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Ancient Tombs Unearthed Near Aga Khan Mausoleum in Aswan

A series of Greco-Roman era family tombs have been discovered west of Aswan.

Cairo Scene

Ancient Tombs Unearthed Near Aga Khan Mausoleum in Aswan

A joint Egyptian-Italian archaeological mission, operating near the Aga Khan mausoleum west of Aswan, has uncovered a series of family tombs dating back to the Greco-Roman period.

The discovery is significant for adding new historical insights to the Aga Khan region. Some of the tombs still contain mummified remains and funerary artifacts, shedding light on ancient burial practices and prevalent diseases of the time. The mission has identified approximately 33 tombs from various historical eras, featuring distinctive architectural elements such as vaulted entrances and rock-cut interiors.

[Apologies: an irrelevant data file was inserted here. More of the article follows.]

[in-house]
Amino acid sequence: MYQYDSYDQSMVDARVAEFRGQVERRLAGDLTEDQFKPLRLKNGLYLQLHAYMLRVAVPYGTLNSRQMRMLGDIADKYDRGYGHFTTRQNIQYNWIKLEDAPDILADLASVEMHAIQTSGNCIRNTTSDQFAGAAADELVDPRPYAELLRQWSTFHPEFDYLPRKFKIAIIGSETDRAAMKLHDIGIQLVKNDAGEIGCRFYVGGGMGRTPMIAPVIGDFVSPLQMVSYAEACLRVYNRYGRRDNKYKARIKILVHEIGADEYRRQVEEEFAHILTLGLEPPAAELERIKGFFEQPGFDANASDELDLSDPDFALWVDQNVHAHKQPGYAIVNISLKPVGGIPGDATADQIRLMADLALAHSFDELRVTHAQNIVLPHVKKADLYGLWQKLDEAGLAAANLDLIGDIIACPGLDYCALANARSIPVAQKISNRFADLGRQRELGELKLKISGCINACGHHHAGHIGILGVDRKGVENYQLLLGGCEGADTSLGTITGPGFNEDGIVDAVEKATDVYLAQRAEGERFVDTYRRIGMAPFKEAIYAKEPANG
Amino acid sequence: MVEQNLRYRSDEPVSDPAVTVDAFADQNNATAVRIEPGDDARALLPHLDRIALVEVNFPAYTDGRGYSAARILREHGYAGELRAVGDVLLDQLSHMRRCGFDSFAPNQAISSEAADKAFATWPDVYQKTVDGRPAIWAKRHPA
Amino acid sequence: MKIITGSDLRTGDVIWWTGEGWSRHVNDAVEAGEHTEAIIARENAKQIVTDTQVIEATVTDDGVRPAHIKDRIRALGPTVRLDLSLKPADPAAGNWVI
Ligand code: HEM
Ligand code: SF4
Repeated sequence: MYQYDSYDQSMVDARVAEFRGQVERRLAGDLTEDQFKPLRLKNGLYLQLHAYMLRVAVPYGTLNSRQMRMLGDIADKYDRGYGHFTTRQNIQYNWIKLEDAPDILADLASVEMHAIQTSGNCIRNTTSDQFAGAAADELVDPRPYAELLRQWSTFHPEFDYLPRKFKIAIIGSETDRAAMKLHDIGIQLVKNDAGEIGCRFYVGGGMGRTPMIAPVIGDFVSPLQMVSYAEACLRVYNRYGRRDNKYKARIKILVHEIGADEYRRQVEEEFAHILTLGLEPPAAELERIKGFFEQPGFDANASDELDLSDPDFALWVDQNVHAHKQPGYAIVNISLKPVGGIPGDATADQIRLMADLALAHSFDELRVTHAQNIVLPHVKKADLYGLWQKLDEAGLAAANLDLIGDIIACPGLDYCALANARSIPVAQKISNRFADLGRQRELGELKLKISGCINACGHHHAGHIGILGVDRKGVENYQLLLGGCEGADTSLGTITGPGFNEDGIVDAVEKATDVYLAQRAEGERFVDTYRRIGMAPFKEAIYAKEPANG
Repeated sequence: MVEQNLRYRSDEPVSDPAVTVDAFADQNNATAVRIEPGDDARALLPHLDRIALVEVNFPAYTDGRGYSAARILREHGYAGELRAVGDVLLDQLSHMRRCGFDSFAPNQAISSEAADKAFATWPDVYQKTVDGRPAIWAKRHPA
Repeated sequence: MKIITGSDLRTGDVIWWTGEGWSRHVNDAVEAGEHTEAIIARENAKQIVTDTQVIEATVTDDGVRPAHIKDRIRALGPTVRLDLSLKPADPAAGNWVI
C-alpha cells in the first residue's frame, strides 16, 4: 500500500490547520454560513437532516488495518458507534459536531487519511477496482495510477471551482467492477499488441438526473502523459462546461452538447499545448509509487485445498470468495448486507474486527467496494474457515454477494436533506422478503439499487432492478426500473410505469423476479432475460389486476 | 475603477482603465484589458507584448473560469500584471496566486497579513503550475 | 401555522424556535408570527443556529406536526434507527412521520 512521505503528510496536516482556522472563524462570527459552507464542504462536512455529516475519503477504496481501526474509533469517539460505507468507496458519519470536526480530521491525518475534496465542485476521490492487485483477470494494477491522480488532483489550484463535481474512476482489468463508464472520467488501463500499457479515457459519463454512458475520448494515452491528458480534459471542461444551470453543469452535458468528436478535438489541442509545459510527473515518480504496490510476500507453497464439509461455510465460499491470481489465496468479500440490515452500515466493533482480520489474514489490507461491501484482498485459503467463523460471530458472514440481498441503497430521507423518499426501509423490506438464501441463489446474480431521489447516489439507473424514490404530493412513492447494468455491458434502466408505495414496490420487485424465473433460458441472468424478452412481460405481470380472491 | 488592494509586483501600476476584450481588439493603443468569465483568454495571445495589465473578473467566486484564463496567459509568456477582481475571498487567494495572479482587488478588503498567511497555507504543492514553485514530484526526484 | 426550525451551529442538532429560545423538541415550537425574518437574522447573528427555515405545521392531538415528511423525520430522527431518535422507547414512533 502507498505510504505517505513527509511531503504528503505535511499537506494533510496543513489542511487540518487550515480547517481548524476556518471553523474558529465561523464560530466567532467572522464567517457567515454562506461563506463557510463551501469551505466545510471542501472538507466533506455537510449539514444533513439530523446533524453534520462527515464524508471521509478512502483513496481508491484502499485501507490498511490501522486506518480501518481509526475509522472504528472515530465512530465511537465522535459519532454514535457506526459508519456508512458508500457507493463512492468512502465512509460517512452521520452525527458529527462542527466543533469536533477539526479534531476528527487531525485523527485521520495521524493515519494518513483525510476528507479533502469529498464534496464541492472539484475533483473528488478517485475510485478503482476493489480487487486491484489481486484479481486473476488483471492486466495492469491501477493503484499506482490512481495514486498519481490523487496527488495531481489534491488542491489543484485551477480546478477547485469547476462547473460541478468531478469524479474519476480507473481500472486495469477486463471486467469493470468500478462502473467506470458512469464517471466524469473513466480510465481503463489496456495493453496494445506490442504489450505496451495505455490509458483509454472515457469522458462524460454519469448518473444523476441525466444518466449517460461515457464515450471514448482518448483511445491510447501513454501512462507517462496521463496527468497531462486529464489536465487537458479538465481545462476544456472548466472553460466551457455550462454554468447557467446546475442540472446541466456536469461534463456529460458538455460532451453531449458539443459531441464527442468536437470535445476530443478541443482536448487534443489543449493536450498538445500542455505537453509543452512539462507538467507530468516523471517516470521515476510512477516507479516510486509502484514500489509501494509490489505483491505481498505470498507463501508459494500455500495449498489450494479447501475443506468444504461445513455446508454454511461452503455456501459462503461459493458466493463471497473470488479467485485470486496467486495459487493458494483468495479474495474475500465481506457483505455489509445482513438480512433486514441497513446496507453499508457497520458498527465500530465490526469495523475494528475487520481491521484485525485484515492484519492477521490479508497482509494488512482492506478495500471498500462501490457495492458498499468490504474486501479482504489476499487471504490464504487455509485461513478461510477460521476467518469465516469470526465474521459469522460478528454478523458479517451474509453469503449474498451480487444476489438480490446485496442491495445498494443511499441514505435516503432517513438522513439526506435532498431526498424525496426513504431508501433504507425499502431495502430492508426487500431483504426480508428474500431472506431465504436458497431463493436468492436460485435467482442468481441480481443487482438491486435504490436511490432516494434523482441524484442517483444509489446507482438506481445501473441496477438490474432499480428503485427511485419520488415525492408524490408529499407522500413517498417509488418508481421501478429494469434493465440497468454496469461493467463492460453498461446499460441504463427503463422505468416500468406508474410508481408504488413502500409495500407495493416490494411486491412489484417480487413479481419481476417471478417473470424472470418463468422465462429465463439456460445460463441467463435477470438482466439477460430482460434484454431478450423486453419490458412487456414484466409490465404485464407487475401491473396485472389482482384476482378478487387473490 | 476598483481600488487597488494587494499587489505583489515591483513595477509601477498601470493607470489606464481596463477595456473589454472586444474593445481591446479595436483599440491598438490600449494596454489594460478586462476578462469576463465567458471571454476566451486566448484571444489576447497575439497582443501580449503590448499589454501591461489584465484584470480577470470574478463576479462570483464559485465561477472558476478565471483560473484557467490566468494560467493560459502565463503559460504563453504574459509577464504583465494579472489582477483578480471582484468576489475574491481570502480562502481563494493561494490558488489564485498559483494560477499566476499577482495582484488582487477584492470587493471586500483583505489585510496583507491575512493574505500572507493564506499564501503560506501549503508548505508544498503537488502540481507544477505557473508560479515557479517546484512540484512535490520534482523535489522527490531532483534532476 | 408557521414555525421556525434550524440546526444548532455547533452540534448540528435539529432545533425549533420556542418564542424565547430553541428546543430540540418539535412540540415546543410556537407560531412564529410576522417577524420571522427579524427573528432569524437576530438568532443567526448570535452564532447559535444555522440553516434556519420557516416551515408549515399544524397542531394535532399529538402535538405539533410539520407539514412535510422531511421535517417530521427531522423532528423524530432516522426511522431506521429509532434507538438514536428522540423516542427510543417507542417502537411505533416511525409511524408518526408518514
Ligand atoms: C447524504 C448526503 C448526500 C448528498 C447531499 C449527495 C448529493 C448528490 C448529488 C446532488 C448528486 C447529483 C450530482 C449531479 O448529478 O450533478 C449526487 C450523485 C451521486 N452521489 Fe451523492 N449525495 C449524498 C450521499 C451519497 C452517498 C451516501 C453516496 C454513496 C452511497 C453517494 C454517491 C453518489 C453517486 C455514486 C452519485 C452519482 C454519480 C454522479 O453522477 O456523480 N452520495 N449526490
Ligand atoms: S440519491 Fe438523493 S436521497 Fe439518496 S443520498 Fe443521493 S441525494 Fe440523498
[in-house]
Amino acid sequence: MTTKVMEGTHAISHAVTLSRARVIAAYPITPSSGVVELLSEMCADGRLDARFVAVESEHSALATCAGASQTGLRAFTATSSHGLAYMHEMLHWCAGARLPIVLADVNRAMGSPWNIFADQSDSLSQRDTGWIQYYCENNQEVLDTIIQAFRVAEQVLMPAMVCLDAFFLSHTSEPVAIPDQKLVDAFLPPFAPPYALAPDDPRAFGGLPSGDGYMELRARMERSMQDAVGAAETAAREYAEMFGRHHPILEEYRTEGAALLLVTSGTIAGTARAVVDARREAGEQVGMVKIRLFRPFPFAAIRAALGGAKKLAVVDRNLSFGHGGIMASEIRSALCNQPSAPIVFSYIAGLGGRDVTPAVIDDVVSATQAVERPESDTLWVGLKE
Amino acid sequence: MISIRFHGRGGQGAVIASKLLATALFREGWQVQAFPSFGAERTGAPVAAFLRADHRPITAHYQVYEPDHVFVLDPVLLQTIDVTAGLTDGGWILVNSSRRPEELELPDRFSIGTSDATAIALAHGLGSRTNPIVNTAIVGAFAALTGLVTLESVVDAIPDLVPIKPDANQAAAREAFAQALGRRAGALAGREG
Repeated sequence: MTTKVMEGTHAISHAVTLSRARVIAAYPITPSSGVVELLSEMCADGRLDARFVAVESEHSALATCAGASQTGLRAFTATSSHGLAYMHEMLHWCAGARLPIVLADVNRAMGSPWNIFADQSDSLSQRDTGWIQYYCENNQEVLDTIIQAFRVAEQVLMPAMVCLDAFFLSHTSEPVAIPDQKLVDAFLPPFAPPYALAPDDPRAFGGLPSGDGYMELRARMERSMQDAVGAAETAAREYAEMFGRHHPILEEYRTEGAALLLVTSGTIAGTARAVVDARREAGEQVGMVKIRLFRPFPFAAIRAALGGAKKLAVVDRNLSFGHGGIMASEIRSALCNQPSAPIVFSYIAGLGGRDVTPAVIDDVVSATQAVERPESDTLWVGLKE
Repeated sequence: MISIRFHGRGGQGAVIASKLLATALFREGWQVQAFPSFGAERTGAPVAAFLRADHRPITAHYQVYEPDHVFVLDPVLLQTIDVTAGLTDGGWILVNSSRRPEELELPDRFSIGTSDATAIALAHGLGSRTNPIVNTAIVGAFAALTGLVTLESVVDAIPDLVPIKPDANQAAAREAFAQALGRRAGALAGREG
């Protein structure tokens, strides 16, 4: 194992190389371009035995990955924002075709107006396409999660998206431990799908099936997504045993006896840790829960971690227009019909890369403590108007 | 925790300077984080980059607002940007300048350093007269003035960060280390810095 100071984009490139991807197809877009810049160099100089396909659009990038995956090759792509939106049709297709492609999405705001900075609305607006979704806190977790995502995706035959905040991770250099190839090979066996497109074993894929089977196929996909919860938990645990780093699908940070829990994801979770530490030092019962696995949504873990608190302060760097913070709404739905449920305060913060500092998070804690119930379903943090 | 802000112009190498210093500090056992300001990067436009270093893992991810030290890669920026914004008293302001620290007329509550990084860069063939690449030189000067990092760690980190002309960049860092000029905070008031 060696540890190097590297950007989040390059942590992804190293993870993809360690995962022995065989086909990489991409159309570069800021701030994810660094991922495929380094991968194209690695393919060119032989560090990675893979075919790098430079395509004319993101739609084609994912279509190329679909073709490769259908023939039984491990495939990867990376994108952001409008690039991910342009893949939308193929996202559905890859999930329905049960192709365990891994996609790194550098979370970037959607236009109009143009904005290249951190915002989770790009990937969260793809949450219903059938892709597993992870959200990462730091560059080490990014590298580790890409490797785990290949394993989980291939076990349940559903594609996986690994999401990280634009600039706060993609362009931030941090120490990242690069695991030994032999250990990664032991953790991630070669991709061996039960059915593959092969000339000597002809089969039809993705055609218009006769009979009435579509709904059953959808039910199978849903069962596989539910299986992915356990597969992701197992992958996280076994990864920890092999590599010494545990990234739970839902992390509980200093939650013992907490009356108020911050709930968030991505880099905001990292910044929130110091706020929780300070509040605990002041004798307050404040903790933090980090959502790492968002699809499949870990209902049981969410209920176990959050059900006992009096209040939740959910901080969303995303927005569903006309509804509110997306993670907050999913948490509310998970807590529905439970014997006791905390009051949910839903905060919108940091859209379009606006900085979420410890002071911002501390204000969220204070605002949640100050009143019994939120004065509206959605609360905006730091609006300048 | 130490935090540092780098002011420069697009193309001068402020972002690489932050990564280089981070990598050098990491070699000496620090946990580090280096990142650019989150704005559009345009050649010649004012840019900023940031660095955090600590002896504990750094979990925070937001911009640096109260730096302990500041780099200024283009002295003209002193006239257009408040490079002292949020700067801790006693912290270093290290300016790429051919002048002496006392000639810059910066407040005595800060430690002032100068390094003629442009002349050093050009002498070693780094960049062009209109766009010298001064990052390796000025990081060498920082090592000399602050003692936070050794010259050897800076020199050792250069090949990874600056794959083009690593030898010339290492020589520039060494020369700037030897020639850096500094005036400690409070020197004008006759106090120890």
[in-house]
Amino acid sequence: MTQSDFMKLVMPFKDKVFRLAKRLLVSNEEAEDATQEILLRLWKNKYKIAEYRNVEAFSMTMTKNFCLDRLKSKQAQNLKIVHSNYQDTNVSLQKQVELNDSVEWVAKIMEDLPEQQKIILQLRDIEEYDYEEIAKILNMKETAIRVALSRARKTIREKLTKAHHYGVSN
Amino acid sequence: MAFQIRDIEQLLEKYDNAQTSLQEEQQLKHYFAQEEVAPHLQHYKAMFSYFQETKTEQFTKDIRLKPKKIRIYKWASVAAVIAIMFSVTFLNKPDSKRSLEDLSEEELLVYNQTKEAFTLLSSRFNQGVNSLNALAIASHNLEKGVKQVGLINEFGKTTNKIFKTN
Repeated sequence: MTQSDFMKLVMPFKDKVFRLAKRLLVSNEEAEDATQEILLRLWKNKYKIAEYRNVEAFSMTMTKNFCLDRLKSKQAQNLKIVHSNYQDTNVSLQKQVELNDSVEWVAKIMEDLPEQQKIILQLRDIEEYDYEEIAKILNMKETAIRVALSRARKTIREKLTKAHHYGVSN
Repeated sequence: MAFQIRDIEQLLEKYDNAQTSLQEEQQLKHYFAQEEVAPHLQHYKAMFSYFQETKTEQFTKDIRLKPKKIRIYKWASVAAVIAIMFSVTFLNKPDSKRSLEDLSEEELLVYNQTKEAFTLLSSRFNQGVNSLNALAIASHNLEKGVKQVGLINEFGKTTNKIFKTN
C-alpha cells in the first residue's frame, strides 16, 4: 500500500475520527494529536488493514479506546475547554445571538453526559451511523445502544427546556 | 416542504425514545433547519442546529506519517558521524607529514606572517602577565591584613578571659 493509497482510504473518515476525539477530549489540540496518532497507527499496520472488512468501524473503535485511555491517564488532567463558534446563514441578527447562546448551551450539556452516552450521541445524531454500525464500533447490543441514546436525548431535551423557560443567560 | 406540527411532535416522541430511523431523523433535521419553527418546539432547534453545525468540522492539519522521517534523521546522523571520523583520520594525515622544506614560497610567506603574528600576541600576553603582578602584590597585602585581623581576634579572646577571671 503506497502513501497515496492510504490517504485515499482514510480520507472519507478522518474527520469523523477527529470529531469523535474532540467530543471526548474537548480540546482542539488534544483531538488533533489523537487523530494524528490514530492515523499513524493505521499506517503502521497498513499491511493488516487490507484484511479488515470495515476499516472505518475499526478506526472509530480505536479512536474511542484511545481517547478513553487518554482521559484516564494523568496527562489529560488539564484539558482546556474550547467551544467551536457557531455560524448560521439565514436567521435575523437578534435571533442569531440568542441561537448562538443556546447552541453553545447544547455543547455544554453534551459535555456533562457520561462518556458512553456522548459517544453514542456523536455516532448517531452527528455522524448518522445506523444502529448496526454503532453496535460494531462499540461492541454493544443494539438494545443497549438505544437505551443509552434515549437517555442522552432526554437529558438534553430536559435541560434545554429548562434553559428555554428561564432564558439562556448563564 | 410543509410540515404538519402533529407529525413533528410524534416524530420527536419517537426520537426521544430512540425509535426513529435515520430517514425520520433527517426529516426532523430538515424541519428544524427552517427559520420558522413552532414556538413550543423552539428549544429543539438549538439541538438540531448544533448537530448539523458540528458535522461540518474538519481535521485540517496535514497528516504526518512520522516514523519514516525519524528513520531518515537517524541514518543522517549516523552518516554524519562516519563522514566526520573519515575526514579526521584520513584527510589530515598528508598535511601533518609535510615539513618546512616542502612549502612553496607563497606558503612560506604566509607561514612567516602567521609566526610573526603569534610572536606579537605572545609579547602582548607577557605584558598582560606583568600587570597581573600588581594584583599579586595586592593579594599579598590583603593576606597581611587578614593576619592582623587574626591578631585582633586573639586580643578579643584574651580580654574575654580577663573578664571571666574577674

Findings include mummies of an adult, possibly female, and a child, possibly aged one or two, found together in a stone coffin. Further studies are planned to ascertain their relationship and gather more insights into their lives.

Preliminary findings indicate varying causes of death among the discovered mummies, ranging from infectious diseases to bone disorders, offering a glimpse into health and lifestyle in ancient Aswan. The mission continues to explore the site, aiming to uncover further archaeological treasures and deepen our understanding of this historically rich area.